Monday, February 15, 2010

Response to Psychology Today Article "To Ignore or Confront? Dealing with Racially Stereotyping Comments"

Below is my response to a blog posting by Ira E. Hyman, Jr., a Professor of Psychology at Western Washington University, discussing his research on social reaction to racial stereotyping. The full posting can be found at the following web address: http://www.psychologytoday.com/blog/mental-mishaps/201002/ignore-or-confront-dealing-racially-stereotyping-comments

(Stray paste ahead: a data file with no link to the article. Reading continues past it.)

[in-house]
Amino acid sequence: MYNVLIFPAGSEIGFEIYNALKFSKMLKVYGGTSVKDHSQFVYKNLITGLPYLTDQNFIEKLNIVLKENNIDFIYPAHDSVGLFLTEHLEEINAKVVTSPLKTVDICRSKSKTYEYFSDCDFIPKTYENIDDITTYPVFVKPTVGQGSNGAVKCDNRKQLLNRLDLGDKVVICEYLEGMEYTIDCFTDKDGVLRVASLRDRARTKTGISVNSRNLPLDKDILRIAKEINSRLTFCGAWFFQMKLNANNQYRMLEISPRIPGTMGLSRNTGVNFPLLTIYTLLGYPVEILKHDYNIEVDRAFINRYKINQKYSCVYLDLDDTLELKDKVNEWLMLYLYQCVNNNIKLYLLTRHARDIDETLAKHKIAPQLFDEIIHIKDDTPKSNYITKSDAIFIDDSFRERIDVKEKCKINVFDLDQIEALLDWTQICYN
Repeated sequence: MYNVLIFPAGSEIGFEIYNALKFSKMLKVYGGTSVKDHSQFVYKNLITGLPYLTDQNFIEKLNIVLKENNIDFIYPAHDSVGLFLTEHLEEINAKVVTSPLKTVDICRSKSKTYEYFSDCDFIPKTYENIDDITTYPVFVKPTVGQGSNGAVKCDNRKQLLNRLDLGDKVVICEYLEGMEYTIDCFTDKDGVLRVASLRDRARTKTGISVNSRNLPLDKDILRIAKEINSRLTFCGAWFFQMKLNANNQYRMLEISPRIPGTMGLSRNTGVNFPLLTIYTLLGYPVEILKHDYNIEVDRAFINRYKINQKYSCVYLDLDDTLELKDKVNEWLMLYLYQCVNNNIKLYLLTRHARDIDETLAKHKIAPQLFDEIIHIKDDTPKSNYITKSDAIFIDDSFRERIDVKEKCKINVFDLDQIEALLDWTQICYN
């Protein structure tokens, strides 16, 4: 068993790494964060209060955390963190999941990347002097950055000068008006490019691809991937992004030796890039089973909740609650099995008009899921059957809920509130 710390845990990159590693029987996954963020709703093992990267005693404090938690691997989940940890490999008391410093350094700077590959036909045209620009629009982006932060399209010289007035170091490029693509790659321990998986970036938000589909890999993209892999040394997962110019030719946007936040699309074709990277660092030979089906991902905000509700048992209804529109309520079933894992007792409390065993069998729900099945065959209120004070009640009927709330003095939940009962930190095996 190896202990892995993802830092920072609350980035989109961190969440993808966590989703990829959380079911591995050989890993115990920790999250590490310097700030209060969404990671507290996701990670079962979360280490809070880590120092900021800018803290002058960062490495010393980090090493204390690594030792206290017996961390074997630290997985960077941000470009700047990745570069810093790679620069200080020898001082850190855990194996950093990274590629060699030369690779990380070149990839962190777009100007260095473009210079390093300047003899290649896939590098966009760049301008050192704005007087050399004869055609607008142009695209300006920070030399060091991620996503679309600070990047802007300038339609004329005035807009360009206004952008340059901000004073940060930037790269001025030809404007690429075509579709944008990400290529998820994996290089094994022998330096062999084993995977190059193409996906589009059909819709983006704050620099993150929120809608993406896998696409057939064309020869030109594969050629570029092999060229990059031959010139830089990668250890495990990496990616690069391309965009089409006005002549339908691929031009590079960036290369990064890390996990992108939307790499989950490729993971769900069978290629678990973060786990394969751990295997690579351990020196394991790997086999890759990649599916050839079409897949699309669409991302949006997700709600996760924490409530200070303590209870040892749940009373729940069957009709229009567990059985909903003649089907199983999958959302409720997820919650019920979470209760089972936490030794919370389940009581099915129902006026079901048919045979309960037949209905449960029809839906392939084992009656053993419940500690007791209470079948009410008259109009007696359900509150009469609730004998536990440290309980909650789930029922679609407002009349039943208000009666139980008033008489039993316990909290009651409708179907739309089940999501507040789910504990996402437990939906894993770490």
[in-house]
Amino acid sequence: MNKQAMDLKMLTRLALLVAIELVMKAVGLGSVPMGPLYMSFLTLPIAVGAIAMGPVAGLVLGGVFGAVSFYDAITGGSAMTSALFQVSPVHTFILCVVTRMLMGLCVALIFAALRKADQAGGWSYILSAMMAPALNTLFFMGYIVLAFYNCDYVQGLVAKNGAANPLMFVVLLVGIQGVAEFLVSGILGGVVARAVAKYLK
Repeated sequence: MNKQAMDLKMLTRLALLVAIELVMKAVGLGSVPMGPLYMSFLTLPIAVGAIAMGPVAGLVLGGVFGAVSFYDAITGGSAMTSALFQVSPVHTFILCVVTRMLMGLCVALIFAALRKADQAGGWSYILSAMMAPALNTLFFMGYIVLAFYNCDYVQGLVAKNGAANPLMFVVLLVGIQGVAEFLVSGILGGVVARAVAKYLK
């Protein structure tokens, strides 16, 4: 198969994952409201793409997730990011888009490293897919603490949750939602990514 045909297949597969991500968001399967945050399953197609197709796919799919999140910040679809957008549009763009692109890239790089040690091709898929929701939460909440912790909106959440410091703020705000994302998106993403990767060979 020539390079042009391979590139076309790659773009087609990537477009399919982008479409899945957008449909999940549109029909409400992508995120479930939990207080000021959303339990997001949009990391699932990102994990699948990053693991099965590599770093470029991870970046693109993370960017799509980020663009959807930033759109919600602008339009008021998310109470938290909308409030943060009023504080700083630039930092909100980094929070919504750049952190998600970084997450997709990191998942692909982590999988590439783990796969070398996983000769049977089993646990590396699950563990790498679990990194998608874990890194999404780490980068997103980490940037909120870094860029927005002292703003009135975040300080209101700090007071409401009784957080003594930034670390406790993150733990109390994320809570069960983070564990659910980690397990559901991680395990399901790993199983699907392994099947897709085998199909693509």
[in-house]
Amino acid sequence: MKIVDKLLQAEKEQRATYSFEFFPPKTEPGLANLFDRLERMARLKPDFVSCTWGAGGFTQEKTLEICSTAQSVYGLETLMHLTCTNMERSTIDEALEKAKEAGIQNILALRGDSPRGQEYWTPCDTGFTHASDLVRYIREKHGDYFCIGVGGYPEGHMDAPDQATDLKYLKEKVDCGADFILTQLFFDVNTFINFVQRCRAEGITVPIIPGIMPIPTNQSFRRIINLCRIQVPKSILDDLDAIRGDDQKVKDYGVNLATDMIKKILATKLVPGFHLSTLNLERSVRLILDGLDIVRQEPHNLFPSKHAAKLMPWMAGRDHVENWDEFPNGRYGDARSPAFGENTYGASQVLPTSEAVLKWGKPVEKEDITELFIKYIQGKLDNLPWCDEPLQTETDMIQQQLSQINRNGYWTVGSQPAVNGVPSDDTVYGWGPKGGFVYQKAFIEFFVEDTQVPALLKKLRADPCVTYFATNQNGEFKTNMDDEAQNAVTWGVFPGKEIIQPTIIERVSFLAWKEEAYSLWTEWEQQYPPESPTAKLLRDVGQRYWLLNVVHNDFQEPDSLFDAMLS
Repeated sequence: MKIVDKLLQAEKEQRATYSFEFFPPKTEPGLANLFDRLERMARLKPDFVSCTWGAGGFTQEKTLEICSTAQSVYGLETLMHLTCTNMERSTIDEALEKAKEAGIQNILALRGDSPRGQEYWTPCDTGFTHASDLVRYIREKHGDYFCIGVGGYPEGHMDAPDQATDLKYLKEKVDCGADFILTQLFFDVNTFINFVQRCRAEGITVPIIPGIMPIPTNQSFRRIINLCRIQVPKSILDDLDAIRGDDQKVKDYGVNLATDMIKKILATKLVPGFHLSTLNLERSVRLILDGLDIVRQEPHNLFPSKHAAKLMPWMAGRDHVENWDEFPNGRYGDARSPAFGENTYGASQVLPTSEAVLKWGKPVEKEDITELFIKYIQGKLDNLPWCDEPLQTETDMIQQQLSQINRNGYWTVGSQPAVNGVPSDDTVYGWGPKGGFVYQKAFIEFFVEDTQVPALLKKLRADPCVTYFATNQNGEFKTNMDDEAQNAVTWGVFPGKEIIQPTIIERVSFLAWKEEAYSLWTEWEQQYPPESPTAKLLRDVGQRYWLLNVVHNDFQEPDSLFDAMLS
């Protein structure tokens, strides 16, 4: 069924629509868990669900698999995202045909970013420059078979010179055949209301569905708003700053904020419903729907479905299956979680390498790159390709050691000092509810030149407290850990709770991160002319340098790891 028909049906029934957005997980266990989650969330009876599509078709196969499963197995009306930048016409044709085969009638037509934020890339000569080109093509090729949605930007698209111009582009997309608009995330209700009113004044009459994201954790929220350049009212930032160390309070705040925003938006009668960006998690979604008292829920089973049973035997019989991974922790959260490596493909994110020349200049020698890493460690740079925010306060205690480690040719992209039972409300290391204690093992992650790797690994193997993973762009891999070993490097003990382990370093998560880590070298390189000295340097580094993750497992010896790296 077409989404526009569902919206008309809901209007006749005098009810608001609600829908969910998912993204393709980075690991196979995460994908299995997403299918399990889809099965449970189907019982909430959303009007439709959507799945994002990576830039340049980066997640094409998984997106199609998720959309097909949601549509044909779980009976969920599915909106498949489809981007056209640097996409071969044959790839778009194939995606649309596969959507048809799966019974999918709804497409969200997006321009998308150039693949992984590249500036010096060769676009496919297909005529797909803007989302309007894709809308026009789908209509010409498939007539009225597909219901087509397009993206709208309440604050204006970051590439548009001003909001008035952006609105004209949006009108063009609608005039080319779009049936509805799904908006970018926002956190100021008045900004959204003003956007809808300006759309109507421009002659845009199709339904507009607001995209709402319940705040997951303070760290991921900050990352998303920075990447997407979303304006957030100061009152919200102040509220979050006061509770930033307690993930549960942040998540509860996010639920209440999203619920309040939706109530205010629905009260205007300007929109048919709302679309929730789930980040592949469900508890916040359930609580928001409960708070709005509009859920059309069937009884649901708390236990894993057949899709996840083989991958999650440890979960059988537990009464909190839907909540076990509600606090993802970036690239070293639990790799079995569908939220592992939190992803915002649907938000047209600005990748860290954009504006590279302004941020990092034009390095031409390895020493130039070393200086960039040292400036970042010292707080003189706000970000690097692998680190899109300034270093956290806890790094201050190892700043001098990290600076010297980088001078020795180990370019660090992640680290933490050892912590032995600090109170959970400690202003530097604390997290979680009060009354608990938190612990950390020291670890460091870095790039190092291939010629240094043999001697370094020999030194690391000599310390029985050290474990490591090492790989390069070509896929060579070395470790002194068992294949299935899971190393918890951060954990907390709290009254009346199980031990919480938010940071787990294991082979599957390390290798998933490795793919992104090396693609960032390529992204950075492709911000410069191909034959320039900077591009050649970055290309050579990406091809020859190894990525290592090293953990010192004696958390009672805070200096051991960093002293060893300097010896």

"Thank you for your research and blog posting. "Black History Month seems like an appropriate time to discuss dealing with these awkward social situations." I respectfully disagree. A symptom of the overarching problem that is race relations lies in the assertion by men and women of letters such as yourself that race and the discussion of race is synonymous with blackness or, in the absence of ostensible blackness, non-whiteness(whether this is a concious assertion or not). The construct of race applies to the Irish, German, Welch, Jew or Italian man as much as it does to women and racial minorities (amongst others) because they are all social constructs with historical narratives attached. Racialization of these mostly European groups is almost nonexistent as they have been assimilated into homogeneous grouping of "whiteness" in America. Your research postulates social conventions that are well known to any black person walking the streets of a predominantly white city or who is employed in a predominantly white work environment and your proposed rememdy casts white Americans in the familiar benevolent role of savior to the helpless minorities (in much the same fashion as The Civil Rights Act of 1964, Brown v. Board of Education, and Roe v. Wade have to name just a few). In addition, your proposed plan of action places an undue hardship on white Americans who are conscious of this schism by asking them to bear the yoke of correcting the malignancy of racial stereotyping in others. The solution is not for women and racial minorities to become less vocal for fear of consternation or retaliation but to become more vocal in denouncing such behavior in concert with the majority culture not tolerating racial stereotyping in their presence nor in themselves as you've asserted. We also must fight for a society where social convictions and customs are not legislated on Capitol Hill and forced upon the masses as laws but are the by-product of the respectful intercourse that naturally occurs amongst free men and women embarking on an unimpeded journey in pursuit of life, liberty, and happiness."

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